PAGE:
“If the church is ever going to summon the courage to transgress these walls of hostility,” David Leong writes in his new book, Race & Place: How Urban Geography Shapes the Journey to Reconciliation, “then we must understand the walls we’re up against.”
Leong—associate professor of missiology at Seattle Pacific University—gives equal attention to the visible and invisible walls that separate communities and stand between our ideas of reconciliation and their realization.
We have to understand these walls, Leong argues, before we’ll ever find the courage to transgress them.
8 Mile Road and 30-Year Mortgage Plans
Speaking of walls, did you know there’s a concrete wall along Detroit’s famed 8 Mile Road? It’s a half-mile long, six feet tall, and one foot thick. It was built in 1940 so developers could separate the predominately black neighborhoods to the south from suburbs they hoped to build in the north in an effort to attract middle-class white families eligible for FHA loans.
Leong explains how the neighborhoods to the south of 8 Mile were “redlined” on maps maintained by the federally run Home Owners’ Loan Corporation. Those living in redlined areas were denied access to 30-year mortgage loans. The green areas, like the suburbs built to the north of 8 Mile, were granted FHA loans.
The “entry-level pricing with payment plans spaced over 30 years” was an “ingenious move on the part of the government to stimulate jobs, spending, and growth.” That worked out well for the predominately white recipients. The end result was generational wealth and progress. Live in your home 30 years, make your monthly payments, and you have a substantive investment to pass along to your children.
Not so for those in redlined districts.
Ignorance Is Only Bliss to the Privileged
Race & Place provides an introduction to issues that many of us would prefer to ignore. It’s easier to think where we live is incidental to who we are, and, at most, has only peripheral implications for our gospel practice. After all, we aren’t the ones who built the wall along 8 Mile Road.
It’s easier to think where we live is incidental to who we are, and, at most, has only peripheral implications for our gospel practice.
But the wall is still standing in Detroit: literally and figuratively. The current population south of the wall is 90 percent black, and to the north 80 percent white. Things haven’t changed all that much.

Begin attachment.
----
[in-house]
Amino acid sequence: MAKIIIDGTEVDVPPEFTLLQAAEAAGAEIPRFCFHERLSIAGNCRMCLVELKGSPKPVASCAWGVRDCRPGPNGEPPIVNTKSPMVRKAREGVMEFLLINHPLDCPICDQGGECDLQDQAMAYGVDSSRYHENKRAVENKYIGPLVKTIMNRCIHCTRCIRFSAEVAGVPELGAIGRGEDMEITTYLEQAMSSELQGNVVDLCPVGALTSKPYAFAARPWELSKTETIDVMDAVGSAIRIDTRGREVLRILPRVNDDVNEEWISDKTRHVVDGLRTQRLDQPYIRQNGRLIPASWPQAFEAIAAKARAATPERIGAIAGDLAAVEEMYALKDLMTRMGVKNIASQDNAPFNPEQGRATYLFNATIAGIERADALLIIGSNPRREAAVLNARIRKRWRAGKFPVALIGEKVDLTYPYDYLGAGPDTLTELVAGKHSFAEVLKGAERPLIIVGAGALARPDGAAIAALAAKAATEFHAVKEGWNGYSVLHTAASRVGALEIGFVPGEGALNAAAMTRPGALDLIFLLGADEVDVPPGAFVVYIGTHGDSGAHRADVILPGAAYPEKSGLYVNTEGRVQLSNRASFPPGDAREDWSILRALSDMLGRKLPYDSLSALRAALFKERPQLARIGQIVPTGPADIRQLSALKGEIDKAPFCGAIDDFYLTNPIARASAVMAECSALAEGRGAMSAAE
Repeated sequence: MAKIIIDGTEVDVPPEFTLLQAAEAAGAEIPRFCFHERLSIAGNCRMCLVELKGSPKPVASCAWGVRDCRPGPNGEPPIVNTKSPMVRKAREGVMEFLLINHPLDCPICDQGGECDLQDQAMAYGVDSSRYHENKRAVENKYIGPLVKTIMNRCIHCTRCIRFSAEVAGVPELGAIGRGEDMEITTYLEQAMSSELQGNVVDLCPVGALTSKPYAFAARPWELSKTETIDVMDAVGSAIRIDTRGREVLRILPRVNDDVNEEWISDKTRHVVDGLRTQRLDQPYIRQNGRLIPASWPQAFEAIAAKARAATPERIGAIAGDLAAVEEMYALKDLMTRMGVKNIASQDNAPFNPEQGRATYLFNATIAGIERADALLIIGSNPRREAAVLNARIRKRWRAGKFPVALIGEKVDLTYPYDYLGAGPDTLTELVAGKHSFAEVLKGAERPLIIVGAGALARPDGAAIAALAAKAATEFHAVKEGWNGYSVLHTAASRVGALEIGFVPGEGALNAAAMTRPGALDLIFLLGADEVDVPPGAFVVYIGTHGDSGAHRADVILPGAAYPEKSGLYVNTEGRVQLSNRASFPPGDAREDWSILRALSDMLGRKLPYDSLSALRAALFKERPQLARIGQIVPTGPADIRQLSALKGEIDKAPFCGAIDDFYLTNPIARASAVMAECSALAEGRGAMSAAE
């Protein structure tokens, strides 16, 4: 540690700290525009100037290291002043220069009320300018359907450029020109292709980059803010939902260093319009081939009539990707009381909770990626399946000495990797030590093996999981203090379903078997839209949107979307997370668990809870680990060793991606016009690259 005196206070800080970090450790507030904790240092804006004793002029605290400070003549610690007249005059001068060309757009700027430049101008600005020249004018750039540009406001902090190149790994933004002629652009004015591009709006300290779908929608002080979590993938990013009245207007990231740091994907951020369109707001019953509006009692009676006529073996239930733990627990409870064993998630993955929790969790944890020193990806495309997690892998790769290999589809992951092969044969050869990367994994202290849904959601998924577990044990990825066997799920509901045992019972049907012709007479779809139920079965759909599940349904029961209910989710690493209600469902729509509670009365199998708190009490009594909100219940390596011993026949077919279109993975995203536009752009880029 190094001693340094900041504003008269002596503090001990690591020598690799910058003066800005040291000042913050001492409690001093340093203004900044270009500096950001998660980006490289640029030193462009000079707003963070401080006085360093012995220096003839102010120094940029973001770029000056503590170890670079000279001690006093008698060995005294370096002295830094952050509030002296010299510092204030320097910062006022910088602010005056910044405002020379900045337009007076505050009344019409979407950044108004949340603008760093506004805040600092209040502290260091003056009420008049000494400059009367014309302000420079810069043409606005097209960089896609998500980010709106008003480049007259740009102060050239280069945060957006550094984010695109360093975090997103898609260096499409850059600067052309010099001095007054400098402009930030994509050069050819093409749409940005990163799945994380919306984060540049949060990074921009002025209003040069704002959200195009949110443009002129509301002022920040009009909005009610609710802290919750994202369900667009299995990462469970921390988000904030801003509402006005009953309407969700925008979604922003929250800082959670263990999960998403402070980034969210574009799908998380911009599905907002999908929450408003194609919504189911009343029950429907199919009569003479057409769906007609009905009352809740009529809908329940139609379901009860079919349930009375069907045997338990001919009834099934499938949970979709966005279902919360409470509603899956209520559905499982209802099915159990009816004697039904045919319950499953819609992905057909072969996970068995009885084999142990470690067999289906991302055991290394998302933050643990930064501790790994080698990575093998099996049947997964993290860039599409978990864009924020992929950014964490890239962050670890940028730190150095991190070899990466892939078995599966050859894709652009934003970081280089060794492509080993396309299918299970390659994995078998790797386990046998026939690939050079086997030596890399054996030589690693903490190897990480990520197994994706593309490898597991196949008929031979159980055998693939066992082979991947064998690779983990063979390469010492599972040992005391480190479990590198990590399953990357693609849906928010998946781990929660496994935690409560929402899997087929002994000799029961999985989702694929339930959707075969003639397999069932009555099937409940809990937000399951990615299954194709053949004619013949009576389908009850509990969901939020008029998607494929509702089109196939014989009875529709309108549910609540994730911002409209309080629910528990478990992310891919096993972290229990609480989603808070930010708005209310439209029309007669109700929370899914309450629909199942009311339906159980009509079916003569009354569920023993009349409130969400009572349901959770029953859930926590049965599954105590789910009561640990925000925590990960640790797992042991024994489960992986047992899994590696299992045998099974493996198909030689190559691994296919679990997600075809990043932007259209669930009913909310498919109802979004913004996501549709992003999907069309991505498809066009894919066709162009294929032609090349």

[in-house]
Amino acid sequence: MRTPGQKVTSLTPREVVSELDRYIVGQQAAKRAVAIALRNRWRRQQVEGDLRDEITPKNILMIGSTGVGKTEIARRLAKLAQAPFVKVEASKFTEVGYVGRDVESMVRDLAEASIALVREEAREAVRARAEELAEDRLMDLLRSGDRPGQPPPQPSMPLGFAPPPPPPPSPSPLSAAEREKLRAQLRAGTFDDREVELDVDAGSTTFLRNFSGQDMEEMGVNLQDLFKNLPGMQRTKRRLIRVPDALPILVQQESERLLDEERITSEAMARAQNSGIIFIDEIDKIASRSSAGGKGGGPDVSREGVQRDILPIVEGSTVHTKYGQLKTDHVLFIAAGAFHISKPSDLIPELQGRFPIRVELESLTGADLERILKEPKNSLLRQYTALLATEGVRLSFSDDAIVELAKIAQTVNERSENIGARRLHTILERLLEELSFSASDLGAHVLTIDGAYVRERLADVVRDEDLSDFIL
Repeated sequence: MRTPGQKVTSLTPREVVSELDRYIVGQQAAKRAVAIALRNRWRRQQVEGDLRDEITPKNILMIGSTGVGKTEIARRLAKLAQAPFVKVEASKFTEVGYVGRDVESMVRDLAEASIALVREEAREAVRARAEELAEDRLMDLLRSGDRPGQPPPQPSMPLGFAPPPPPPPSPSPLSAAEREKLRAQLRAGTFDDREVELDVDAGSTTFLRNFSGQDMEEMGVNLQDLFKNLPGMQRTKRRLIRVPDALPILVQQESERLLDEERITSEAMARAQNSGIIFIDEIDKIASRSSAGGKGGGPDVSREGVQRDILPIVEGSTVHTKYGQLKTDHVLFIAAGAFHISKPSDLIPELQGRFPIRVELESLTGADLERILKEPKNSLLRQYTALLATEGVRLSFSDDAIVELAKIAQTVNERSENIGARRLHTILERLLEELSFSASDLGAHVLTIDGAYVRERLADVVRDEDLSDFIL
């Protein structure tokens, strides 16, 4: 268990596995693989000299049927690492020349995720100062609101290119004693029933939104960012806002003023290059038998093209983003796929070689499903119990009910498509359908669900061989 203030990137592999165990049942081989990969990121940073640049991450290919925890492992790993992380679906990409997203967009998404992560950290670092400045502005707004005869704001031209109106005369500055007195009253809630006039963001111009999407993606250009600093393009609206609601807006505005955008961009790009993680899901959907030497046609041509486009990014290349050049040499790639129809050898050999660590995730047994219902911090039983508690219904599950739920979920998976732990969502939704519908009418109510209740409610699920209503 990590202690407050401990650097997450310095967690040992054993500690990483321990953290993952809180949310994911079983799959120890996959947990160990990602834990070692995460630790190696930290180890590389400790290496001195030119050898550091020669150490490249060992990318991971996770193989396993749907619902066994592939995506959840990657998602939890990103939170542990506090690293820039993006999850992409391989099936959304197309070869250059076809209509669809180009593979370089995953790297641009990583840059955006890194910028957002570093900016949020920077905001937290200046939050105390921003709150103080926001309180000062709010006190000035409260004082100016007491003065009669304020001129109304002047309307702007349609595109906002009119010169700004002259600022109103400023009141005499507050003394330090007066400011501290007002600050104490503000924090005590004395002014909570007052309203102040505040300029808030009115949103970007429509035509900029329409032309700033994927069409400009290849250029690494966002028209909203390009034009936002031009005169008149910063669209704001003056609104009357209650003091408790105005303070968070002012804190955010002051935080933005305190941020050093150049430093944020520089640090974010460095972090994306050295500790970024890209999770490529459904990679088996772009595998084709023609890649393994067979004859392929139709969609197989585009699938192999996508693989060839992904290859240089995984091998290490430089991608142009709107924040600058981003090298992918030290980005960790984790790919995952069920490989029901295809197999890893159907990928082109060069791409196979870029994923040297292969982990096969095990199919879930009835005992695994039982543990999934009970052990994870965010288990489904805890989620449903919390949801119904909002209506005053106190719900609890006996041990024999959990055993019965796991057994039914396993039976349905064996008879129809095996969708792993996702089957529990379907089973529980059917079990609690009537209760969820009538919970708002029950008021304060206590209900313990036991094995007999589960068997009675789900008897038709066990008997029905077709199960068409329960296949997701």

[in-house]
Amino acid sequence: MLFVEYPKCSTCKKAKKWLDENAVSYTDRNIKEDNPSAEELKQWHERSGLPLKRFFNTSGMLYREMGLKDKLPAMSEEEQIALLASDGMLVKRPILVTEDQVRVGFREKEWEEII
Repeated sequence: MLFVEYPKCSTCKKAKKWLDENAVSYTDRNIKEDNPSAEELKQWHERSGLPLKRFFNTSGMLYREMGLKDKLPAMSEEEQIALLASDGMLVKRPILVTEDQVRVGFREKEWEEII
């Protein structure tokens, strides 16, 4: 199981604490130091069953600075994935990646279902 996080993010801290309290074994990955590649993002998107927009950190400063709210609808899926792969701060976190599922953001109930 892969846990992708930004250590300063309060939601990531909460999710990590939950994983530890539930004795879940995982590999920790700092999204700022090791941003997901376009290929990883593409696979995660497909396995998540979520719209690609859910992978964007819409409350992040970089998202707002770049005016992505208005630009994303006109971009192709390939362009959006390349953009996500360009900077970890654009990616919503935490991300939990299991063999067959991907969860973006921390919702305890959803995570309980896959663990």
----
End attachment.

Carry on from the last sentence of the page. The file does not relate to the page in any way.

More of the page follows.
How should Christians who care about racial reconciliation think about such things? While Race & Place isn’t long on application, it offers compelling arguments to expose and understand the walls we’re up against—in order that we might “summon the courage” to transgress them. This helpful book takes square aim at evangelical neutrality and ignorance.
While ignorance might be bliss for the privileged suburbs on the north side of 8 Mile Road, there’s a different history and a different set of realities on the other side. Leong insists our talk of reconciliation rings hollow if it doesn’t “account for the systemic, structural, or social causes of racism or racial inequality.”
In short, our discussion of race must include place.
Fleeing From and Fleeing To
Among the many helpful socio-cultural observations Leong makes, I found his explanation of the two kinds of flight extremely helpful. Leong places both the earlier white exodus followed years later by the hipster invasion as similar forms of flight that limit the flourishing of many who have long called city centers home.
“Just as their parents’ generation had fled the city to create suburbia,” Leong explains, “they were now fleeing from their distaste for the blandness of Pleasantville.” The first generation left for the suburbs and took with them “their tax base, social capital, and direct investment and very little was left behind.” Their offspring have returned bringing the gift of upscale boutiques, high-end restaurants, and increased living expenses for those who never left the city.
Our discussion of race must include place.